Plans for the Cambridge Racer now available
[caption id="" align="alignright" width="350" caption="Cambridge Racer"]
[/caption]We’ve spent the last six weeks rigorously testing the Cambridge Racer, and it’s been performing flawlessly. Most of the testing has been in the open waters of the Georgia Strait. While the weather was generally calm, the Cambridge Racer handled the occasional swell from passing boats with aplomb, and easily moved through the breeze-ruffled waters. The maximum speed I could coax from the boat is 15 km/hr, and I could travel 12.2 km in one hour in open (but calm) water. My rowing technique is far from ideal, and undoubtedly, an expert rower would achieve even better speeds.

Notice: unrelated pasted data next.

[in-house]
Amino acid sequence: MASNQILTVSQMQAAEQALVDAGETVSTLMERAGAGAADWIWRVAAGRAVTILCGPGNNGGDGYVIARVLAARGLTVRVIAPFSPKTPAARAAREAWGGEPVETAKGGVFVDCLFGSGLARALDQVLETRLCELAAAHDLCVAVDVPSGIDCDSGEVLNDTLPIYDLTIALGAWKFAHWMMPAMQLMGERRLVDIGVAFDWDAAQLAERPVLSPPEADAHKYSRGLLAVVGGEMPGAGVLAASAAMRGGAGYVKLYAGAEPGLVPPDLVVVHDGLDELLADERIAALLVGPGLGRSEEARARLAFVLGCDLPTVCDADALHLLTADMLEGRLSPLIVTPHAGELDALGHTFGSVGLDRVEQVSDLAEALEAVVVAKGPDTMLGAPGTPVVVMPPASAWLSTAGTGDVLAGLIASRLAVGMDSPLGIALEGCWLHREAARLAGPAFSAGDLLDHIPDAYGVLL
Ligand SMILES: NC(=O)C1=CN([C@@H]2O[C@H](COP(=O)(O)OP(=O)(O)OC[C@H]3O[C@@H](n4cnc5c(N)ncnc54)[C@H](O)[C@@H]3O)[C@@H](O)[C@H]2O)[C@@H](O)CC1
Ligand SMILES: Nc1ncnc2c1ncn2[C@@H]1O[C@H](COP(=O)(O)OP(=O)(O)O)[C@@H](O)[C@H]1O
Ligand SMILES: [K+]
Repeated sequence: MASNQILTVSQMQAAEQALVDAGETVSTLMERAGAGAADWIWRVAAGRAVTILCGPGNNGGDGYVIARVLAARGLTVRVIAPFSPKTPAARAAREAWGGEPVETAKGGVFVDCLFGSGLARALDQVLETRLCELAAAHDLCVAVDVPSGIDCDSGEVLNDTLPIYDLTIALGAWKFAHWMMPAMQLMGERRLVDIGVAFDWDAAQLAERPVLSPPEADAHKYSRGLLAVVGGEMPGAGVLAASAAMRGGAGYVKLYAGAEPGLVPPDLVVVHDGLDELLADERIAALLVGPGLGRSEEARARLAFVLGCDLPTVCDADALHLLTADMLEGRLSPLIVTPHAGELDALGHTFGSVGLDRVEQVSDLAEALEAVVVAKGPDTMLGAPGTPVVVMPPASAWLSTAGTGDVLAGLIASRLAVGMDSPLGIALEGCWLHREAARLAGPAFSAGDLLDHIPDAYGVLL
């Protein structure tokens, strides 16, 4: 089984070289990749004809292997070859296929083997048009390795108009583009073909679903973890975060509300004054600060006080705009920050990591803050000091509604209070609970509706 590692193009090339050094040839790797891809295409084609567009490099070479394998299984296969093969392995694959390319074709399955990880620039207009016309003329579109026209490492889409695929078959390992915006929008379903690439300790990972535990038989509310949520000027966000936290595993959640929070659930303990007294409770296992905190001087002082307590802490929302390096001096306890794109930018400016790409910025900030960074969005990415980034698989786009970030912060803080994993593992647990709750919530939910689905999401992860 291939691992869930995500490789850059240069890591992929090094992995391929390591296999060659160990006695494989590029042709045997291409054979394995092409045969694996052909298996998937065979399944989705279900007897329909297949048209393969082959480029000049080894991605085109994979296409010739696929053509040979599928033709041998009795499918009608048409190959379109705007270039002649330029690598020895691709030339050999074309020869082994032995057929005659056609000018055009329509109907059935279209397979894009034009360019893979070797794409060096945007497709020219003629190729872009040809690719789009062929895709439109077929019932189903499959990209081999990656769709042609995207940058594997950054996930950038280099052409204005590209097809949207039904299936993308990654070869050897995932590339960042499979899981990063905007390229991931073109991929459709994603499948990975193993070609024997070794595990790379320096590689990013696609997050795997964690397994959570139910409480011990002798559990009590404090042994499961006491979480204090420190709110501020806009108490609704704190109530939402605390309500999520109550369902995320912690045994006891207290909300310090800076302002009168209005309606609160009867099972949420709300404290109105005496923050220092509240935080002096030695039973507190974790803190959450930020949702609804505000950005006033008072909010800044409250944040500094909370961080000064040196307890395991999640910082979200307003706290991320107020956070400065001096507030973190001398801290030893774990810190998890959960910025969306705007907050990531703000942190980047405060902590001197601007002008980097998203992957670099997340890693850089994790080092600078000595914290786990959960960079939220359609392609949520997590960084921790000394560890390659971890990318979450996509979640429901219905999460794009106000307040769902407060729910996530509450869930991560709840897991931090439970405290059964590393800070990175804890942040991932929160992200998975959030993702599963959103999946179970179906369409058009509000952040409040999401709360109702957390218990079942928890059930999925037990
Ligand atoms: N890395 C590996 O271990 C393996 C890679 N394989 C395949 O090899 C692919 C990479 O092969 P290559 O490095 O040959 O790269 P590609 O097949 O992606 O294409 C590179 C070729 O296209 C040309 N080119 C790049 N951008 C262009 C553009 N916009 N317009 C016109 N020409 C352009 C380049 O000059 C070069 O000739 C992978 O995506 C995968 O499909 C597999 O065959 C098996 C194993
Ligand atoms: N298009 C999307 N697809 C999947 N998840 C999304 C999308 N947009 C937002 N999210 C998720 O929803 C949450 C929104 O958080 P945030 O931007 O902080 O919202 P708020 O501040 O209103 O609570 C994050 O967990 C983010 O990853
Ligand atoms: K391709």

Unlike our Expedition boats which are virtually impossible to capsize, the Cambridge Racer is a much more tender vessel. Rowing racing shells is relatively new for me, and at one point I caught an oar and capsized quite far from shore. This was the first test for self-rescue, and I was pleased that it took only a few minutes to re-enter the boat, bail the water, and be underway again. The process would have been even faster if I had something better than a small sponge to bail out the three or four gallons of water in the cockpit.
Plans for the Cambridge Racer are now available on our website. We have full-sized plans available, which makes it an easy process creating the hull panel shapes. This is a relatively easy boat to build, and can be completed in about six weekends. Kits will not be available until we finish designing our Salamander model, at which point we will be developing pre-cut wood panel kits for all three boats.
Leave a comment
Comments will be approved before showing up.